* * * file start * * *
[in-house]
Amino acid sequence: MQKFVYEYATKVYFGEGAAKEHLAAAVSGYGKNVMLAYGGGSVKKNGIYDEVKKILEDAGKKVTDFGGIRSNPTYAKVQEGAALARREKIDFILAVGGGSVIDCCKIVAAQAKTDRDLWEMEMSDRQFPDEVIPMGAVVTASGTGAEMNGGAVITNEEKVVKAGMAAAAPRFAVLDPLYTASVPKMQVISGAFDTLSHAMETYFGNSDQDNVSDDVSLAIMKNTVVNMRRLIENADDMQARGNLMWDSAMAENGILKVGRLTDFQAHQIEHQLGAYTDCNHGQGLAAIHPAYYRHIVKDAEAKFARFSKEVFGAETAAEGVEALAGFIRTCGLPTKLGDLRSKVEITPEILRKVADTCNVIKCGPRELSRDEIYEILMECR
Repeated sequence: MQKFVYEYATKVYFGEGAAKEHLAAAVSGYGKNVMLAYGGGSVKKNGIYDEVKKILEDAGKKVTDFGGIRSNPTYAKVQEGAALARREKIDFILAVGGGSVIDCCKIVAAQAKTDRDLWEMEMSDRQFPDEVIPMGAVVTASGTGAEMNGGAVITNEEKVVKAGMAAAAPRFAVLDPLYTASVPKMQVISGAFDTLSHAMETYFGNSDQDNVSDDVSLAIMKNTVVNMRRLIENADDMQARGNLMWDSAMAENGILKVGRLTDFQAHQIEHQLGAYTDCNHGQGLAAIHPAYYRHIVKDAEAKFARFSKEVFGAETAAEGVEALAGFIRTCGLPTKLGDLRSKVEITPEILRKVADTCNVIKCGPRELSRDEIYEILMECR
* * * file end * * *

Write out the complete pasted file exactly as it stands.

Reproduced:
[in-house]
Amino acid sequence: MQKFVYEYATKVYFGEGAAKEHLAAAVSGYGKNVMLAYGGGSVKKNGIYDEVKKILEDAGKKVTDFGGIRSNPTYAKVQEGAALARREKIDFILAVGGGSVIDCCKIVAAQAKTDRDLWEMEMSDRQFPDEVIPMGAVVTASGTGAEMNGGAVITNEEKVVKAGMAAAAPRFAVLDPLYTASVPKMQVISGAFDTLSHAMETYFGNSDQDNVSDDVSLAIMKNTVVNMRRLIENADDMQARGNLMWDSAMAENGILKVGRLTDFQAHQIEHQLGAYTDCNHGQGLAAIHPAYYRHIVKDAEAKFARFSKEVFGAETAAEGVEALAGFIRTCGLPTKLGDLRSKVEITPEILRKVADTCNVIKCGPRELSRDEIYEILMECR
Repeated sequence: MQKFVYEYATKVYFGEGAAKEHLAAAVSGYGKNVMLAYGGGSVKKNGIYDEVKKILEDAGKKVTDFGGIRSNPTYAKVQEGAALARREKIDFILAVGGGSVIDCCKIVAAQAKTDRDLWEMEMSDRQFPDEVIPMGAVVTASGTGAEMNGGAVITNEEKVVKAGMAAAAPRFAVLDPLYTASVPKMQVISGAFDTLSHAMETYFGNSDQDNVSDDVSLAIMKNTVVNMRRLIENADDMQARGNLMWDSAMAENGILKVGRLTDFQAHQIEHQLGAYTDCNHGQGLAAIHPAYYRHIVKDAEAKFARFSKEVFGAETAAEGVEALAGFIRTCGLPTKLGDLRSKVEITPEILRKVADTCNVIKCGPRELSRDEIYEILMECR